Here in Madrid, says Simon Kuper in the FT, I have just endured the hottest heatwave of my life. Temperatures hovered around 40C. Schools closed; the vulnerable died. All of which got me thinking: as climate change makes extreme heat more frequent, how will we cope?
Europe should be fine, relatively speaking – after a deadly 2003 heatwave it started “replacing concrete in cities with trees and checking in on older residents” during hot spells. The US is different. Before the war, New York summers were so stifling that families would sleep on fire escapes in their underwear, or camp with their alarm clocks in Central Park. Then came the invention of air conditioning. But if a heatwave lasts weeks, the country’s creaking electricity grids could fail. Food supplies would rot, and without lifts, families would be trapped in high-rise apartment blocks where pumping water above the sixth floor would be impossible.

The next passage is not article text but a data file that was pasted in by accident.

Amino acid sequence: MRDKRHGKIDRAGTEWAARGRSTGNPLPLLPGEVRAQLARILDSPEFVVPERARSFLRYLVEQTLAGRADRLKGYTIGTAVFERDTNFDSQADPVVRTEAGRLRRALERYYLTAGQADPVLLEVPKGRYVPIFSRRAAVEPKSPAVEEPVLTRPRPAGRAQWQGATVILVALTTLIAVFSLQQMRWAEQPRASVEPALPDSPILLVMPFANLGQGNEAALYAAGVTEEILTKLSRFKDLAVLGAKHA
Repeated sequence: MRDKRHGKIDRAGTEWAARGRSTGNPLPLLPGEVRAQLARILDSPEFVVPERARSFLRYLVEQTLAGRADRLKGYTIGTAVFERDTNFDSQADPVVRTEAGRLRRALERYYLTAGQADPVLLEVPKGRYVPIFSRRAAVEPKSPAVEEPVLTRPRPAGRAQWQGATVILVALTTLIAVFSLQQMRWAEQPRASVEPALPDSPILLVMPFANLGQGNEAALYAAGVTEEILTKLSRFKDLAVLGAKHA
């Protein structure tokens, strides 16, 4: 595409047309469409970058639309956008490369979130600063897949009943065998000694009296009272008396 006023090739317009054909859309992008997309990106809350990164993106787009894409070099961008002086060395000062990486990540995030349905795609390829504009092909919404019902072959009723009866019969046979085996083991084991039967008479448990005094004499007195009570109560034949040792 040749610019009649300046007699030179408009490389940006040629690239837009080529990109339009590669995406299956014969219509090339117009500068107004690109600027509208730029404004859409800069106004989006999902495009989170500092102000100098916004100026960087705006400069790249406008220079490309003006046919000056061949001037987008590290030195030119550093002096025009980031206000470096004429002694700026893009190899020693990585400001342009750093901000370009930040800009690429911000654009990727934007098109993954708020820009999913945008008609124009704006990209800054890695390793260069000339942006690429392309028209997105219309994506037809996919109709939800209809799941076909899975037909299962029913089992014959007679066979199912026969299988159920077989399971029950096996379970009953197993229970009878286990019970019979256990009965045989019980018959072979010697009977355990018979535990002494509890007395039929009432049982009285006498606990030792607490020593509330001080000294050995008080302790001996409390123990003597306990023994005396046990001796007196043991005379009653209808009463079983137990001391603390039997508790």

The impact will be worst in hotter, poorer countries. Currently, fewer than a million people live in areas “that average 38-45C in the shade during the hottest month”. But by 2100, there’ll likely be several hundred million people stuck in these “unlivable places” – mostly in west Africa, the Gulf and south Asia. “This is the beginning of a reckoning,” says New York University professor Eric Klinenberg. “We’re living through the very first stages.”